It starts as a light hum, a buzz saw made of feathers, God’s own electric toothbrush as muffled by a locked bathroom door and a running shower. And then the buzz grows. Not in the imagination, like the neighbor’s water heater that seems to be going through a growth spurt but is really just draining your emotional reserves at 3:27am; this buzz really grows, getting more chaotic, even if its volume remains relatively set. It gets denser and wilder, but being a buzz, the wildness is also a kind of softness: more bristly sonic fibers per second. It goes on in this way for more 13 minutes, courtesy of musician Brendan Murray (MP3).

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And then, about five minutes before it comes to a close, the sound shifts drastically. What happens at that juncture is like nothing so much as a phone call that’s been cut short. Of course, dial tones don’t exist like they used to. Phone calls, generally speaking, go dead, not into a drone of telecom nullspace. And so with that illusion dispelled, the dialtone drone shifts, slows, into a wave form.

It’s here that Murray really gets going. Up until that juncture, the track has earned its Zen credentials. Now patterns emerge from and alongside that wave form, layers of sonic cumulus, hovering, creating moires, delicate counterpoint, pointilist minimalism. The compositional/improvisational pursuit is a pleasure to witness as it unfolds.

Rare Frequency posted the set, which was recorded a few days ago, on April 21, with minimal explanatory notes (“He’s shifted from a sampler-based set-up to using a variety of synthesizers”), so I tweeted Murray, who is at twitter.com/buttonpushing, and got responses to my requests for information about “what you were after musically or using technologically?”

Track originally posted at rarefrequency.com. More on Massachusetts-based Murray at buttonpushing.wordpress.com and, of course, twitter.com/buttonpushing.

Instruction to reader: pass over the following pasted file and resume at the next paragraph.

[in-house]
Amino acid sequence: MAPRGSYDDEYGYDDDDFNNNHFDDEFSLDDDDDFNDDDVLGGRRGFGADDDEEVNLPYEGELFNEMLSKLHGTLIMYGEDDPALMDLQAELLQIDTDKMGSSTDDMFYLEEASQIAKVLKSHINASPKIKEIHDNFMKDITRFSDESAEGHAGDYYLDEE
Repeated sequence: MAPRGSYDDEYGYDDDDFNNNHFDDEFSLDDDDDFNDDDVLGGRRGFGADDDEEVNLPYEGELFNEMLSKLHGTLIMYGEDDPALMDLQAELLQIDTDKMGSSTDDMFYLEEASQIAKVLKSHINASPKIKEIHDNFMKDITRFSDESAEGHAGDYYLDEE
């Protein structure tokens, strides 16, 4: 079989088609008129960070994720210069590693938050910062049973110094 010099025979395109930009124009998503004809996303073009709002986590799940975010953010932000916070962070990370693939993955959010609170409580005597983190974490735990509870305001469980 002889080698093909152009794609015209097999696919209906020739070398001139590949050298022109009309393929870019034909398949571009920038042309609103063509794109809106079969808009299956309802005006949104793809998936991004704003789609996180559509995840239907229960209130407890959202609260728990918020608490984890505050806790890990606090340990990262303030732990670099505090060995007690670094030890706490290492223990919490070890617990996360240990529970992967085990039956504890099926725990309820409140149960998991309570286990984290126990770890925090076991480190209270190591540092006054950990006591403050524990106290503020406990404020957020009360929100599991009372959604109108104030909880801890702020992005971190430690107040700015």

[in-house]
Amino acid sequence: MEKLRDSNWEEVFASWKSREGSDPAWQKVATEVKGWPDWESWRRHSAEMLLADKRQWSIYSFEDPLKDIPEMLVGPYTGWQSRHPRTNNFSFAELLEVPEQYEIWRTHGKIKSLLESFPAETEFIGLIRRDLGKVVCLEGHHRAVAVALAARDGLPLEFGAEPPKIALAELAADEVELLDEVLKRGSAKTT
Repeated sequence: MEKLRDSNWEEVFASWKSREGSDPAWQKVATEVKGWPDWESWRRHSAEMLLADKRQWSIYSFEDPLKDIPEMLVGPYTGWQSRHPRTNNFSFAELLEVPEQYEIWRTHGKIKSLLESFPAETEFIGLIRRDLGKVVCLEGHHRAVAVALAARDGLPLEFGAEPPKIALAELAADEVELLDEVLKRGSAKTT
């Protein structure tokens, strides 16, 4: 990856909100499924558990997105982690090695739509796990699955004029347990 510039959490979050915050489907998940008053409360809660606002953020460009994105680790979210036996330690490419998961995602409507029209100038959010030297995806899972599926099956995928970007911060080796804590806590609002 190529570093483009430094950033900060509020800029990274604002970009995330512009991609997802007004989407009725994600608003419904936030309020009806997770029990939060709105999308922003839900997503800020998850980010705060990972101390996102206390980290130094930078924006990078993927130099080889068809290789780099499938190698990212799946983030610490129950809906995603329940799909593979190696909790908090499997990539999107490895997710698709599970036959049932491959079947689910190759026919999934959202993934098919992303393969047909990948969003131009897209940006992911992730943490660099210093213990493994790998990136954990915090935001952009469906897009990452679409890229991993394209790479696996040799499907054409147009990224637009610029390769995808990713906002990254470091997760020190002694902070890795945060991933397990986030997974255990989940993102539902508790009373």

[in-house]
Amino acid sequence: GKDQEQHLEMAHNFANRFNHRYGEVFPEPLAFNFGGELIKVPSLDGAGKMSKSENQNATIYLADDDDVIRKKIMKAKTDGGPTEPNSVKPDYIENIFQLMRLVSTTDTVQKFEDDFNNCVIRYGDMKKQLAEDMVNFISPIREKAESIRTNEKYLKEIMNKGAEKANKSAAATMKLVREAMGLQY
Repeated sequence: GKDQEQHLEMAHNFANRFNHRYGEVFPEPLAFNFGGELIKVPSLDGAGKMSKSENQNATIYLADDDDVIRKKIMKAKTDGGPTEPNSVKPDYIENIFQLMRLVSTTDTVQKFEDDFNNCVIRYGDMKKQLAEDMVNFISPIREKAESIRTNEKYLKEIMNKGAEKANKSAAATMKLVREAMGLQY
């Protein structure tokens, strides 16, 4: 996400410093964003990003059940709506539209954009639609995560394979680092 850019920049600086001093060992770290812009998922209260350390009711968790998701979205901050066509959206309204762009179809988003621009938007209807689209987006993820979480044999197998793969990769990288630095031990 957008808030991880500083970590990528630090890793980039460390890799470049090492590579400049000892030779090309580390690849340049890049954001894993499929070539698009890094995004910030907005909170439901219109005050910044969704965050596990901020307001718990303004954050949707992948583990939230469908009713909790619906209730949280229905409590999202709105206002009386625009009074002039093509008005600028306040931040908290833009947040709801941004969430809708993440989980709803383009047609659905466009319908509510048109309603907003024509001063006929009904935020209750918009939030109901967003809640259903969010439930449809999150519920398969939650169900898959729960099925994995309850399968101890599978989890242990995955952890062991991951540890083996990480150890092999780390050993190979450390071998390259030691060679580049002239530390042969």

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How Genres Are Like Broken Clocks (MP3s)

Genres don’t die. They just slow down and take root. Ask any current bebop, rockabilly, or drum’n’bass crew. Sometimes the rooting is regional. To dive into the world of electronic music in the former Soviet Union and related territories is to find deep outposts of late-1970s-era fusoid proto-electronica, wafty vapors whose attempt to signify etherealness is at odds with the histrionic drama of chords sturdy enough to use as a hammock. And, increasingly, and perhaps preferably, spending time in Slavic record bins (or their virtual equivalent) also means finding numerous albums that could have been released on the Ninja Tune label during its early heyday, the mid-1990s.

Case in point, the recent album Jazl Mnstr by Enko, aka Enkolf Kitler, who lives in Moscow but was raised and educated in the Ukraine. Heavy on rhythm, it’s drums and bass but not, for the most part, drum’n’bass. Once upon a time this would have had the name Funki Porcini or Amon Tobin on it. Heard at this late date, the emphasis on rhythmic play sounds “post-rock” at times, the way it employs the cornerstones of a band but prods them, probes them, toward their own end, rather than merely utilizing them as a supporting structure for a vocalist.

Of course, like a lot of good post-rock, the band format that Enko is probing isn’t really a rock band at all, but a jazz one. “Kont (JZL)” opens with a round-the-kit drum pattern that’s all loose and world-weary, and little at all changes even as slow strips of synthesized tones get layered atop it (MP3). “Max Mospin” explores similar territory but at roughly half the pace, and the sound is as if it’s being recorded from the other end of an impossibly long rectangular room (MP3). One major treat is the opening track, appropriately titled “Sparking Noise,” that’s all glistening static and notes that proclaim themselves as the penultimate moments of some epiphanic melody, and yet never quite resolve; if a synthesizer were a can of soda, this is what it would sound like when you popped it open (MP3).

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Naysayers can dismiss such genre enclaves as holding patterns, but genres can be like clocks, which even when broken tell the correct time twice a day. For every coolhunter who thinks a certain type of music’s time has come and gone, there’s another noting how such-and-such classic sound is back. (The same can be said of food criticism: “Oh, sushi is so 1980s.” “Oh, comfort food like mashed potatoes and chicken fried steak is suddenly all the rage.”) Hems go up; hems go down. Best to ignore the trendwatchers and appreciate the level of dedication of the parties involved.

Album released on the Bypass netlabel at archive.org. More on Enko at his last.fm page.